Chancellor Eloy Oakley discusses how to improve diversity and equity on college campuses

Mariah Arviso, Digital Editor

Bakersfield College hosted a webinar with the Chancellor of Community Colleges, Eloy Oakley, on Oct. 26. Oakley discussed topics of diversity and student success.
The Chancellor had a few goals in mind that he believes will help increase student interactions with community colleges as well as their success. Some of those goals include increasing transfer rates to UC’s and CSU’s by 35 percent, decrease average unit obtainment for a degree to 79 percent, and reducing and erasing equity gaps in the college workplace.
“You know we have the great pleasure of serving the top 100 percent of students. That means we have to put equity at the center of everything we do because it is so low-income students and students that come from communities of color that have not had access to the kind of opportunity that many people throughout the state have, can have the same opportunities as everyone else. It is our privileged to be able to focus on this issue,” Oakley said.
According to Oakley, about 72 percent of students are POC or Black, 72 percent of the academic senate committee are white, 61 percent of the tenured faculty are white, 60 percent of non-tenured faculty are white, and 59 percent of the college leadership is white. Oakley recognized that no matter the race of each employee, he knows that they all are working to make sure that students will succeed in anything they are studying for.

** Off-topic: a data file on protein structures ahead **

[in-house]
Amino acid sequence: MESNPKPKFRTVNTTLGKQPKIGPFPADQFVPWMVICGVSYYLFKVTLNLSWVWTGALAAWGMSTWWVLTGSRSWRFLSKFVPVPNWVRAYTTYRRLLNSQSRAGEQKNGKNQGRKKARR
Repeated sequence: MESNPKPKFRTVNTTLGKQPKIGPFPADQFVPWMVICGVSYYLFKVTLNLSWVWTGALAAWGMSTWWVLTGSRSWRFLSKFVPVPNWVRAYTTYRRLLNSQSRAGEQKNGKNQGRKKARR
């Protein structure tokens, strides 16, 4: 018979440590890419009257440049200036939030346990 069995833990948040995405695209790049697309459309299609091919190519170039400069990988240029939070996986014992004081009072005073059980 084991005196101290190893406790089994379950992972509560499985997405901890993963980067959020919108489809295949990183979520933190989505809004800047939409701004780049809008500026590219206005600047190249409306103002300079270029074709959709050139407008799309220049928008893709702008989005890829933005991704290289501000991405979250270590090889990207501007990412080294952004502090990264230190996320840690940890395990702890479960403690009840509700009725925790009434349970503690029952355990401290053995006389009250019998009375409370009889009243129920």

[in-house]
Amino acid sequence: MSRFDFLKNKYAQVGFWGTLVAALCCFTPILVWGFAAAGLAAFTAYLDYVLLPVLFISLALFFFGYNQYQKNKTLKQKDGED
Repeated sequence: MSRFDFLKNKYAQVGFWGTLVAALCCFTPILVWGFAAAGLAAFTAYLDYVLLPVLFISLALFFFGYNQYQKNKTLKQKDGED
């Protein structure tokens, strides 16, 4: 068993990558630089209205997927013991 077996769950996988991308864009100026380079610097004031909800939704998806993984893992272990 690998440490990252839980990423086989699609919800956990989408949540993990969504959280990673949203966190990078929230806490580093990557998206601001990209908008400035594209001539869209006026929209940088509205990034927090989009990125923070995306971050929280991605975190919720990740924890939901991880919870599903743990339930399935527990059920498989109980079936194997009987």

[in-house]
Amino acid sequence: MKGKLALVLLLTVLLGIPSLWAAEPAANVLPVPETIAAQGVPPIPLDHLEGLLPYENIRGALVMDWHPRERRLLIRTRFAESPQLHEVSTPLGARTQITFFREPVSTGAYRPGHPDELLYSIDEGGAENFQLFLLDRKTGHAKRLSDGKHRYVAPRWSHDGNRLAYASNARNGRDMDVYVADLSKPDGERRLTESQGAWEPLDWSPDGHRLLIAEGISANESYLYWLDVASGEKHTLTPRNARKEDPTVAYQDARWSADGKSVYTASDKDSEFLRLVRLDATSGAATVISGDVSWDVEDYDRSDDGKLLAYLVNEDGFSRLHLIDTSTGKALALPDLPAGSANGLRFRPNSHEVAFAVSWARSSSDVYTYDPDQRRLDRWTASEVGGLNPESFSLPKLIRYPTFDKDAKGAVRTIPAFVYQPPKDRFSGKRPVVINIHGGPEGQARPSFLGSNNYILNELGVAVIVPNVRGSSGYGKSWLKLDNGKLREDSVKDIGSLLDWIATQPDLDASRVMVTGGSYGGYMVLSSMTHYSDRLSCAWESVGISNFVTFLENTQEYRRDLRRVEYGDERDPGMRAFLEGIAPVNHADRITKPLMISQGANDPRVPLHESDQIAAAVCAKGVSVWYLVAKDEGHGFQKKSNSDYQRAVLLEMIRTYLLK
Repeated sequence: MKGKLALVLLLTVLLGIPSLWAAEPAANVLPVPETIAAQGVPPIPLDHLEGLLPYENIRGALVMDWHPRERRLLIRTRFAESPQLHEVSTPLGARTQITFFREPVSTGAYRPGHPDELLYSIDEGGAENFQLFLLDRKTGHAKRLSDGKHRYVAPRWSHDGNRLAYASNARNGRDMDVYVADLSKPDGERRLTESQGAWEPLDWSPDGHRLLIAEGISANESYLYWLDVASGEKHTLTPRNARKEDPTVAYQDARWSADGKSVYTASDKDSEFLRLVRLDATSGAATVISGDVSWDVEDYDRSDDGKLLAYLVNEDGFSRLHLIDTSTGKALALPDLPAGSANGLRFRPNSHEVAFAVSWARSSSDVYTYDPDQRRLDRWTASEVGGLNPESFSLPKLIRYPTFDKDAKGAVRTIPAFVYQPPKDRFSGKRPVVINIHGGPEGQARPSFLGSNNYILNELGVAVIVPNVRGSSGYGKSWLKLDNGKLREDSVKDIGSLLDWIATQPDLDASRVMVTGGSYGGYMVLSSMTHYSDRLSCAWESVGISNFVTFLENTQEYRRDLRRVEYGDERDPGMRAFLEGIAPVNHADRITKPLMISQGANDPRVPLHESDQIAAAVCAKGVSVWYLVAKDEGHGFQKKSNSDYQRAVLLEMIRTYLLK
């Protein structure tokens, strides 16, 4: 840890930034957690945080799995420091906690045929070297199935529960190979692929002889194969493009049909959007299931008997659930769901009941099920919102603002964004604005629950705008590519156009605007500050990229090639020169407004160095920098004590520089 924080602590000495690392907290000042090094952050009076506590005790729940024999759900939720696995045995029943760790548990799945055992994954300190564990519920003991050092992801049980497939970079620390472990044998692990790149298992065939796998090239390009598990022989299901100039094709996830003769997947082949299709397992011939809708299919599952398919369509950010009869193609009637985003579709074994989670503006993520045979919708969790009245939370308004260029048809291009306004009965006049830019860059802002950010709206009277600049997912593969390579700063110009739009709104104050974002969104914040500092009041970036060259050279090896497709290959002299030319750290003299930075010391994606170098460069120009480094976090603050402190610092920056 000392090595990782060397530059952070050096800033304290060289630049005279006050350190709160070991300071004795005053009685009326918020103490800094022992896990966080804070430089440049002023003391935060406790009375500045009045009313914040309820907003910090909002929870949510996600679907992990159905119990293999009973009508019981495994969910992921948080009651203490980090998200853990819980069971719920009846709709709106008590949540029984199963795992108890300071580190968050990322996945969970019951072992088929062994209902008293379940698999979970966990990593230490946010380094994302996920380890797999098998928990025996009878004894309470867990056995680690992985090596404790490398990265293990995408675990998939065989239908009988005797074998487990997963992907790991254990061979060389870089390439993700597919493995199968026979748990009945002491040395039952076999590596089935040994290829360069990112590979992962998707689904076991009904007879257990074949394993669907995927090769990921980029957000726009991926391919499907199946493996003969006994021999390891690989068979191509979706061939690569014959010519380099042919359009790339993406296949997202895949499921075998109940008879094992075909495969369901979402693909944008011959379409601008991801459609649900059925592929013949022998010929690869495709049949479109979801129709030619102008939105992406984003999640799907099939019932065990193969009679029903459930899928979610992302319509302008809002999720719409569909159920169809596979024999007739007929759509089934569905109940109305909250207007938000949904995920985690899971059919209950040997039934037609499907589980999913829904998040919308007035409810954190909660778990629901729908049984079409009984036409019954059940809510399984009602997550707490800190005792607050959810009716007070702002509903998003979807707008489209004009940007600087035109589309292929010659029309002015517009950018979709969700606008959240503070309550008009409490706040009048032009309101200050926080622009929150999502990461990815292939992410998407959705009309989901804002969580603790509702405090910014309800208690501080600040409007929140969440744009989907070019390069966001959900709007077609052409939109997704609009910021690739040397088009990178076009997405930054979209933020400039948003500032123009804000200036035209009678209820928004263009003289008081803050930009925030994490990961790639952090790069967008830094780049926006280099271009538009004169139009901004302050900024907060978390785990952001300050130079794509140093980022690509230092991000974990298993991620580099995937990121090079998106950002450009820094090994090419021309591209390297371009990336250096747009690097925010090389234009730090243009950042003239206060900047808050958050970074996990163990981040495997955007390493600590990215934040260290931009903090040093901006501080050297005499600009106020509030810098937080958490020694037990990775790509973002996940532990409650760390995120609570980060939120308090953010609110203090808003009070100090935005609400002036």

“However, it’s also critically important that we recognize. We recognize that having greater diversity in the classroom and in the leadership of the campus, improves student success for all students,” Oakley said. “We have to take this moment to make progress in that direction to improve the culture on our campuses, to look at our curriculum, to ensure that it speaks to all of our students.”
The Chancellor’s main goal is to break down the structures of discrimination as they have seen in higher education. In order to do so, his team created a Diversity, Equity, and Inclusion Task Force. Soon after the death of Gorge Floyd, Oakley and his team started to focus their attention on predominantly Black communities. They did research and spoke to the leaders of other community colleges and concluded that this was the best thing to do.
“With the reality of what has been happening… we felt we had to make the future of our students by taking on structural racism, head-on. We’ve asked for a system-wide review of police in first responding training, recognizing some of our finest law enforcement professionals have a responsibility and a direct role in improving the instruction and being held responsible for the kind of policing that’s happening in the community,” he said.
The topic of budgeting was brought up by BC President, Sonya Christian, in regard to the rebuilding and remodeling of the campus. Although there has been no set funding from the state of California’s budget, Oakley hopes that the federal government will be able to help out at least until after the election.